First, I’d like to stipulate that Climate Change is a real problem and human activities do contribute to it. But while it is a problem with which humanity needs to grapple, it isn’t an existential threat like a massive asteroid strike. Despite the hyperventilating media coverage, it will not end life as we know it in 2030 or in 2100. But we need to find sensible, cost-effective ways to deal with its consequences for the benefit of all. It makes a lot of sense to promote incremental switching to less carbon intensive energy technologies.
But kudos to Mark Mills, a fellow at the Manhattan Institute and a faculty fellow at Northwestern’s McCormick School of Engineering and Applied Science, for his article and his brilliant paper bringing to light a fundamental problem for those who want to attempt to solve the Climate Change issue with only the existing renewable energy technologies of solar, wind, and battery power.
Because of the limits of the laws of physics, it is simply not possible to do so without enforcing energy poverty on mankind through much higher costs, much less energy use per capita, and a lack of reliability of the power grid.
The New Energy Economy Is An Exercise In Magical Thinking
The incredible technological innovation brought to us by the “Moore’s Law” phenomenon in the world of semiconductors has fooled many eminent people into thinking it applies in other areas of research such as renewable energy technologies.
But whereas the physics of shrinking transistors and decreased energy needed to manipulate the idea of the numbers one and zero has enabled breathtaking change, the physics of manipulating and transporting physical matter does not conform to such exponential change.
The physics of energy is instead the realm of asymptotic effects, with big advances getting close to the barriers of physical laws which limit potential further progress greatly.
The physics boundary for silicon photovoltaic (PV) cells, the Shockley-Queisser Limit, is a maximum conversion of 34% of photons into electrons; the best commercial PV technology today exceeds 26%.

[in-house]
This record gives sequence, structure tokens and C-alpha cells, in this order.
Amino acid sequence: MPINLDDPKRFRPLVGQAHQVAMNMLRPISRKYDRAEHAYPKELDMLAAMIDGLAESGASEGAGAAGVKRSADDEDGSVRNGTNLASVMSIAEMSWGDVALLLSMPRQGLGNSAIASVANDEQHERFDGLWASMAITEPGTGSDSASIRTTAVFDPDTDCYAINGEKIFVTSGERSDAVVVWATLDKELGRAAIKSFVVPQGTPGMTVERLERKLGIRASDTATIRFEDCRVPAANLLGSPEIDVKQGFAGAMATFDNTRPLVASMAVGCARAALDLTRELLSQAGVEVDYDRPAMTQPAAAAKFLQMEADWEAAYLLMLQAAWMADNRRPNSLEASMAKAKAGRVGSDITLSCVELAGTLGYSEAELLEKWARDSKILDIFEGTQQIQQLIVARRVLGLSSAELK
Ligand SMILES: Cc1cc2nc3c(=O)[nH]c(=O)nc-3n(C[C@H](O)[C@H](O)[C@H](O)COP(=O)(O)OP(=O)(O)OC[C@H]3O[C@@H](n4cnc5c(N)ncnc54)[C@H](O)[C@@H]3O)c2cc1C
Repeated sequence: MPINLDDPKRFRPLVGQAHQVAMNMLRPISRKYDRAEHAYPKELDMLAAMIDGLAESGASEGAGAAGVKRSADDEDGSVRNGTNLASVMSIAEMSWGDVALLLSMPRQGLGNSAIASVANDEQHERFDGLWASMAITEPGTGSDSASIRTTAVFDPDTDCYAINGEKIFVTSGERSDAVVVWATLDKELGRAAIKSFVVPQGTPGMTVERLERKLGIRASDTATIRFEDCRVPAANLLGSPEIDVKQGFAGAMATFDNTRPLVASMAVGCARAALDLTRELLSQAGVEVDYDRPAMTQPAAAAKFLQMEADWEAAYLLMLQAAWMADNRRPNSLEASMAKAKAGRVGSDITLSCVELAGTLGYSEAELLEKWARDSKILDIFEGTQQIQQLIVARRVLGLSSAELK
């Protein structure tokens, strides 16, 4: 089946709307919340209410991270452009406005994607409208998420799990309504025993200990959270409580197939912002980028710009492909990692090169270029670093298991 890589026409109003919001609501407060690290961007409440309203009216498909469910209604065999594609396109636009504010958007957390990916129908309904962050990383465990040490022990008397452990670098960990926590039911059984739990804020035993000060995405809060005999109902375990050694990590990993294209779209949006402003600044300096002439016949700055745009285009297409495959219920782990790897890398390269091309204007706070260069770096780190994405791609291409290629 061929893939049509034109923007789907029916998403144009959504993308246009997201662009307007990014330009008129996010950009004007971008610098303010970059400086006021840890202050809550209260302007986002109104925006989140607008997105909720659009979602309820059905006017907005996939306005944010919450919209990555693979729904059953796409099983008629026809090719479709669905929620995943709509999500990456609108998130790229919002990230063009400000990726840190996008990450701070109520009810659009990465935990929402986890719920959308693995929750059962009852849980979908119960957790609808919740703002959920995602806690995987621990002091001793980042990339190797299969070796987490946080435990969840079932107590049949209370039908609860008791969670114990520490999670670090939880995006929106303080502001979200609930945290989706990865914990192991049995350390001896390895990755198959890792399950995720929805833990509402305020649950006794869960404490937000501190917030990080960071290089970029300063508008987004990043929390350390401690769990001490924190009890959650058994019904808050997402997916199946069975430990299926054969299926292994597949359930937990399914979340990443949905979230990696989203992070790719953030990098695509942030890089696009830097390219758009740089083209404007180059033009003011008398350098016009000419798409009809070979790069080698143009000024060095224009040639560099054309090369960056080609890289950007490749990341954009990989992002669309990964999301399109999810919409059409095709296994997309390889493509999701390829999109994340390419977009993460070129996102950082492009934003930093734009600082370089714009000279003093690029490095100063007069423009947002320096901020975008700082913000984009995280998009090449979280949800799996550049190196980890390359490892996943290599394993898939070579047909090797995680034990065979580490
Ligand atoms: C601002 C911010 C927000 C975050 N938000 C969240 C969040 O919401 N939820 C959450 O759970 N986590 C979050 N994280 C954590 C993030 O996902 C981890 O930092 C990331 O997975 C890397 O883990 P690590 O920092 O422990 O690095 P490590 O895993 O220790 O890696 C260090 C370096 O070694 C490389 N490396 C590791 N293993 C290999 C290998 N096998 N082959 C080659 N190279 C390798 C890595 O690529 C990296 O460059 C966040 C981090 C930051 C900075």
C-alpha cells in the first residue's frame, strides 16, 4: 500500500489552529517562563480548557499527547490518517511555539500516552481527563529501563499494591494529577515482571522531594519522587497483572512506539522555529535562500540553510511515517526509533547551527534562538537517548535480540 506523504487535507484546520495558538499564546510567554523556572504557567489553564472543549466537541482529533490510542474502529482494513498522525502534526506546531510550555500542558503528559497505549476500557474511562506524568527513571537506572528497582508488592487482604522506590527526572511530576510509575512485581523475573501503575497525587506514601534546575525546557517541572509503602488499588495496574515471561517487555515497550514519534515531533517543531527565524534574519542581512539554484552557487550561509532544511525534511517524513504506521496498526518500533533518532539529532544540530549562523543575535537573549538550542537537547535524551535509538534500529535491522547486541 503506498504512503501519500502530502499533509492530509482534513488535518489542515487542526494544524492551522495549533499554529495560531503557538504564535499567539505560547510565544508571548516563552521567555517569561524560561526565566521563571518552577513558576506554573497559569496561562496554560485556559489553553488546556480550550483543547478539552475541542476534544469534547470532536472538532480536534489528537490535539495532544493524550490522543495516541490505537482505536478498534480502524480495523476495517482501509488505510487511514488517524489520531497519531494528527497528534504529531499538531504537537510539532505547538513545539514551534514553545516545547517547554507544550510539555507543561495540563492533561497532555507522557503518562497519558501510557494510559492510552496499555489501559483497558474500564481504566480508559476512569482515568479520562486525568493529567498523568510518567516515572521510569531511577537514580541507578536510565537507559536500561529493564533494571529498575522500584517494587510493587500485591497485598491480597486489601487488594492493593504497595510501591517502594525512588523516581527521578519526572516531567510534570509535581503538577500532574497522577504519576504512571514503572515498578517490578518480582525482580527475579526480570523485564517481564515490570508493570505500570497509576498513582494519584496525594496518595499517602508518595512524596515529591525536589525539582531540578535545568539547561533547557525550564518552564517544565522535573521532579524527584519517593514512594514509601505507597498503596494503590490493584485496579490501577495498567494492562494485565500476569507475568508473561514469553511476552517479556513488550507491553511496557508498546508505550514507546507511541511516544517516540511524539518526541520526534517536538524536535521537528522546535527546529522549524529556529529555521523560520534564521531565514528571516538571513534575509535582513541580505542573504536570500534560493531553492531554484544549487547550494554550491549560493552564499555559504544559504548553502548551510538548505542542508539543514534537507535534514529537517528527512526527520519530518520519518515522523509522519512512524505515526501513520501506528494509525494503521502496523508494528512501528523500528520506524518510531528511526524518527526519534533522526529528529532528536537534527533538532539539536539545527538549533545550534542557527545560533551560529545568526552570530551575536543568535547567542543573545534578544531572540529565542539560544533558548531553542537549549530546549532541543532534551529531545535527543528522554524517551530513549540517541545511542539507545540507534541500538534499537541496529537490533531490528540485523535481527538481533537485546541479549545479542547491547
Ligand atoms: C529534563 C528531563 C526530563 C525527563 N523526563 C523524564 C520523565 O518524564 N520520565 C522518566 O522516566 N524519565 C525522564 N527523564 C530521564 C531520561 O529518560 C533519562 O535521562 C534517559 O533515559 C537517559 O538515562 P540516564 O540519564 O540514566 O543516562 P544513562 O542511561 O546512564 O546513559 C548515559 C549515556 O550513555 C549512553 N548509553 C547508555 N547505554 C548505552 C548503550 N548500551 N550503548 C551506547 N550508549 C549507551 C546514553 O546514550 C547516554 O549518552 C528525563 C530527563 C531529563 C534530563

The physics boundary for a wind turbine, the Betz Limit, is a maximum capture of 60% of kinetic energy in moving air; commercial turbines today exceed 40%.
The annual output of Tesla’s Gigafactory, the world’s largest battery factory, could store three minutes’ worth of annual U.S. electricity demand. It would require 1,000 years of production to make enough batteries for two days’ worth of U.S. electricity demand. Meanwhile, 50–100 pounds of materials are mined, moved, and processed for every pound of battery produced.
Current renewable energy technologies cannot approach the energy density, cost, and reliability of fossil fuels and nuclear power. Those who want to do away with fossil fuels, especially without a massive buildout of nuclear power plants, have fallen prey to a fantasy.
The Average Person Won’t Accept Energy Poverty and/or Much Higher Costs for Energy
The Yellow Vest Protests in France began as a rebellion against an increase in the gas tax by average people, before the movement was corrupted by anti-capitalist perma-protesters. Average people the world over cannot and will not accept a purported solution for Climate Change that imposes huge financial costs and energy poverty on them. It is simply a non-starter.
And in the end, whether you are talking about trading carbon credits or instituting a carbon tax, all of the schemes pushed by the left, the media, and the scientific establishment are about raising the cost of energy use and thereby reducing the demand for it. People will simply not tolerate this.
A Way Forward
The scientific community has identified a real problem in Climate Change. But they (and the media and the left) have not done cost-benefit analysis. Their proposed solutions are not effective or acceptable. We should solve the problem with a common sense engineering mindset that takes into account the tradeoffs that real people will actually accept in their real lives.
Fortunately, accepting energy poverty and doing nothing are not our only options. We need a big investment in basic scientific research to come up with more advanced, energy dense, reliable, and economically competitive renewable technologies. In the interim, continuing to trade coal use for natural gas is a no brainer as this is substantially less carbon intensive. We also need a big buildout of nuclear power plants as nuclear is very energy dense, has zero carbon emissions, and can function as base load power, which renewable technologies (even backed up by batteries) cannot without a huge buildout of diesel backup generators, which is neither carbon friendly nor cost-effective.
A combination of natural gas as a long term bridge fuel combined with nuclear and renewables can work while we are doing the basic scientific research to come up with breakthroughs that can function as cost effective and reliable base load power replacements. And we should also pursue research into geo-engineering to mitigate the worst effects of Climate Change if such breakthroughs don’t come through in a timely enough fashion. Such an all-of-the-above approach is the only sensible way to proceed for the good of humanity.